Geordie Smith put in a claim for $354 (about $6,000 today) the loss of his carpenter’s tool kit and other personal effects. But processing the claim took forever, as parliament could not agree how to disburse the money. The opposition felt claimants should be paid in full with interest, while the government felt the money represented losses to the nation and that while “compassionate allowances” should be made to individuals, the government wasn’t obligated to pay civilian claims.

Nelson Daily News, May 25, 1929

After three years of haggling, the government introduced a bill to distribute $2.5 million and pay all claims of up to $15,000 in full plus a percentage of larger claims.

Consequently, more than 1,600 claims were allowed, including Geordie’s — in 1929, a full 14 years after the Lusitania sank.

In 1959, Cam Hooper of the Nelson Daily News interviewed Geordie about his Lusitania experience and he revealed that he still had his wallet from that night, including a landing card and a water-soaked letter. Where is that wallet today?

Nelson Daily News, July 29, 1959: “Geordie Smith, 716 Third St., looks at a billfold which represented his entire belongings [sic] when he was plunged into the Atlantic and survived the sinking of the Lusitania, one of the world’s major maritime disasters. The wallet is in remarkably good condition after 44 years.” (Ian Brown photo)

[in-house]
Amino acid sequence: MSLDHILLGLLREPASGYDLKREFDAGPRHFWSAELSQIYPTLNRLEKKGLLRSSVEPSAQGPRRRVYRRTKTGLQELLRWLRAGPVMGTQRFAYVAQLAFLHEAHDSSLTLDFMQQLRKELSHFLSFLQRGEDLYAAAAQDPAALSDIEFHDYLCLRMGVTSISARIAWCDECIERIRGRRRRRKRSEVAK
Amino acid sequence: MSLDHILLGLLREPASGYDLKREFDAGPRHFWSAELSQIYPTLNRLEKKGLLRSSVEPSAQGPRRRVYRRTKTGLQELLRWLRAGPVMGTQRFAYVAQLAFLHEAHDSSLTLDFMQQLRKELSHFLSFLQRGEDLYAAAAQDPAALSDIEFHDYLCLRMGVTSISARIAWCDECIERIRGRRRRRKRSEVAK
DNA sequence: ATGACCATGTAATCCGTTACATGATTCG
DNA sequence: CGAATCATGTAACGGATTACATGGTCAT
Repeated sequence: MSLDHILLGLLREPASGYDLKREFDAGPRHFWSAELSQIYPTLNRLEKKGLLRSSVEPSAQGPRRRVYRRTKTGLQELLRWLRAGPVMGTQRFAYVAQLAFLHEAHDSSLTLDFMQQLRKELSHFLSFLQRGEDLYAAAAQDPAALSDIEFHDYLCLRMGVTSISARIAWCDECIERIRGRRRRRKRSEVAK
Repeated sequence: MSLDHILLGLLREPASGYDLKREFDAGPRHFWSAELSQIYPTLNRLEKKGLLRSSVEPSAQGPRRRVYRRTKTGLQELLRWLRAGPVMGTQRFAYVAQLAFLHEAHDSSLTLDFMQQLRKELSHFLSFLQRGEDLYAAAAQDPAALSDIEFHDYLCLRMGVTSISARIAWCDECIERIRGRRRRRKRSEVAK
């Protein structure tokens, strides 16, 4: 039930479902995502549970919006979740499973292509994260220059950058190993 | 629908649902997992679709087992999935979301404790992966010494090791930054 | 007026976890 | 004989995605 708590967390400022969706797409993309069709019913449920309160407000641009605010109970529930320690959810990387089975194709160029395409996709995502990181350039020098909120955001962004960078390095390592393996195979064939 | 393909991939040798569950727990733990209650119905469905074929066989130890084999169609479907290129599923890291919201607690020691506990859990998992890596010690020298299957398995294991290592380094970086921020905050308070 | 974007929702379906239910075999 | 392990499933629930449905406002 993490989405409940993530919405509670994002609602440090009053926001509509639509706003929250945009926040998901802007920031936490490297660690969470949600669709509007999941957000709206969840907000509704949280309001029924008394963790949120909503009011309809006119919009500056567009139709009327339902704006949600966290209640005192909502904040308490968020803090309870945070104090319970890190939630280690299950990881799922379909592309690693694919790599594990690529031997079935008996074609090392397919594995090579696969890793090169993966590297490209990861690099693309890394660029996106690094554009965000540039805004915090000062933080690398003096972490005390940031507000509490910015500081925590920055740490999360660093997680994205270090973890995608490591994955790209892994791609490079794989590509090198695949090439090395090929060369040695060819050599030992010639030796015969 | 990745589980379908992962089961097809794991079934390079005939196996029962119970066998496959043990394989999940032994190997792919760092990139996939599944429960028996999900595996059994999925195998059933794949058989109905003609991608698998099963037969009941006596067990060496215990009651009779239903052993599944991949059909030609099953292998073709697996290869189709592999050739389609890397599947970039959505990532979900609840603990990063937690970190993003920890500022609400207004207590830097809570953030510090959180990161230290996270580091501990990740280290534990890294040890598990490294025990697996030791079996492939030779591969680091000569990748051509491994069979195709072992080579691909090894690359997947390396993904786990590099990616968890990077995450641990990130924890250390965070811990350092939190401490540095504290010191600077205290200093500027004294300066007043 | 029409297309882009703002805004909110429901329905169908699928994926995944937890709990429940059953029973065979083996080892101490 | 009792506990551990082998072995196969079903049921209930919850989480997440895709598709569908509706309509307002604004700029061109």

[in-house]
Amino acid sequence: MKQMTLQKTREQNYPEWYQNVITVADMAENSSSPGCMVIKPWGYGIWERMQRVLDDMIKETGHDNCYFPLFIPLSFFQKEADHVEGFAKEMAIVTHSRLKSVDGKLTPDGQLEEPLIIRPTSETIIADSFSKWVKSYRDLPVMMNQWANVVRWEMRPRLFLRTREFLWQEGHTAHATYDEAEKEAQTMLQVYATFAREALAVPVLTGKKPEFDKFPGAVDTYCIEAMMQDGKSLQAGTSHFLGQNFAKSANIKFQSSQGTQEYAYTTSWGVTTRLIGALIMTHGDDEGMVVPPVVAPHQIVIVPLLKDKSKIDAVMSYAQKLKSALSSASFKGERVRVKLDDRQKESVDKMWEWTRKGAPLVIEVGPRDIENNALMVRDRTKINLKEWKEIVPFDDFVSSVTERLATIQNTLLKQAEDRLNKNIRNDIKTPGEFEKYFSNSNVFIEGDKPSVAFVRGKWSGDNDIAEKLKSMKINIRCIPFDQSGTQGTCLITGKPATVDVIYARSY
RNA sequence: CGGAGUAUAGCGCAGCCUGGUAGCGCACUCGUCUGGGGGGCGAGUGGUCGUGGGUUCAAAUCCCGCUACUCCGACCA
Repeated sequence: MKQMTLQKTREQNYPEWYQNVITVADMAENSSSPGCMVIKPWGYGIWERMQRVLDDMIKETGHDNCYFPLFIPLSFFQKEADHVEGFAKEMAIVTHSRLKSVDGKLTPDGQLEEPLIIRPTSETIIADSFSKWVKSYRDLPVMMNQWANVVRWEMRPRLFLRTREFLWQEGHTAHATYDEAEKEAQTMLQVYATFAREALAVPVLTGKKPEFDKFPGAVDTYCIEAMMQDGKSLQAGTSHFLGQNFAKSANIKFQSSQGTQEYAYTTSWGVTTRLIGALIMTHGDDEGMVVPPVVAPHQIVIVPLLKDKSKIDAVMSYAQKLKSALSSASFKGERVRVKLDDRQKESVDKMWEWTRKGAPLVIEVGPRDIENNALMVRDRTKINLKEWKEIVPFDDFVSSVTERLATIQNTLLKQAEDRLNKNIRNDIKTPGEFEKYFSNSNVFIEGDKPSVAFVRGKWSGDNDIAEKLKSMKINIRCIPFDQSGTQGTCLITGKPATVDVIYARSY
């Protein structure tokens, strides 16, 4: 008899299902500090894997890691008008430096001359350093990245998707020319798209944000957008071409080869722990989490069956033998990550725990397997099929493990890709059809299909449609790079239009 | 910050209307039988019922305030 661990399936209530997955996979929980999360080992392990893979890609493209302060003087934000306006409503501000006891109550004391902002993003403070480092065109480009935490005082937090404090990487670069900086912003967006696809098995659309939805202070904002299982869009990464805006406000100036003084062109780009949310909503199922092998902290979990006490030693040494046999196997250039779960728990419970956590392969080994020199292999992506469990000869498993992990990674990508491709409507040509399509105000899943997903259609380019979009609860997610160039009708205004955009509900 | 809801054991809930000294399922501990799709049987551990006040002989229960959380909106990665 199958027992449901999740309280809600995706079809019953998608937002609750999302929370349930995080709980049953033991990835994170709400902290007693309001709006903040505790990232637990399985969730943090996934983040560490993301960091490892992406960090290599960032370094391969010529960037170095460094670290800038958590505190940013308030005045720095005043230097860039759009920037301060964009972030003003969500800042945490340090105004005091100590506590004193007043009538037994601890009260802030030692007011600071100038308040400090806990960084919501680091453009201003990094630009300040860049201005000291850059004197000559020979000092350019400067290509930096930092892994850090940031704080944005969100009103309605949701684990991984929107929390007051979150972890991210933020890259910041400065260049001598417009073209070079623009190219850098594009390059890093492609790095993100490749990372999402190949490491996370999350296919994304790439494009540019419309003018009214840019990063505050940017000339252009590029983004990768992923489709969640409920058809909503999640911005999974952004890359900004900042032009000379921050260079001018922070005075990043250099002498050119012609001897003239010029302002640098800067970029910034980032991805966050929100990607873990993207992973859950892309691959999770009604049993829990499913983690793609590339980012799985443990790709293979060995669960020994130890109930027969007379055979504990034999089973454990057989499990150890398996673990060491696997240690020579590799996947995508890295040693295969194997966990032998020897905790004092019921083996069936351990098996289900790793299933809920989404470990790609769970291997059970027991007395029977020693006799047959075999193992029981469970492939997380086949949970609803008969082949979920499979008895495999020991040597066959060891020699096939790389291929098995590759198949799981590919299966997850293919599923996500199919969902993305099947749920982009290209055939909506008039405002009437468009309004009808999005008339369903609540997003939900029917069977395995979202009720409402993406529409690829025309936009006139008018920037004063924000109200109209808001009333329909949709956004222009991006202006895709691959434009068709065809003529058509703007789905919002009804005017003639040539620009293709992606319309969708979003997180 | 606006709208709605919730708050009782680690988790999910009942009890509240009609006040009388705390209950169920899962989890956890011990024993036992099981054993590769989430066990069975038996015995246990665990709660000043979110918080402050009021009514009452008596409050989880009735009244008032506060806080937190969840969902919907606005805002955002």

In 1965, the CBC produced an award-winning documentary about the Lusitania sinking entitled Rendezvous With Death, which included the voices of nine Canadian survivors, George Smith supposedly among them. He is not identified in the version available online but some unidentified voices are heard, one of whom might have a Scottish burr (for instance, at the 50:20 mark).

Geordie Smith died in Nelson on March 1, 1966, age 84, and was buried in the local cemetery. His obituary in the Daily News (pictured) acknowledged that he was one of the Lusitania’s survivors. He was survived by his wife, daughter, and three siblings, two of whom lived in Vancouver.

Margaret Smith died in 1971, followed in 1972 by daughter Ann. Ann married Lawrence Porter and had two daughters.

Gerry Stevenson, who lived across the street from the Smiths, says Geordie was a “very nice man and his wife was always so good to all of us kids in the neighbourhood. My dad told us that Mr. Smith was on [the Lusitania] and saved others on a makeshift raft.”

Updated on March 20, 2024 to add details and images from the Nelson Daily News of May 25, 1929 and July 29, 1959.

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I remember the Smiths, they were old when I knew them. We lived on the same block on 3rd st.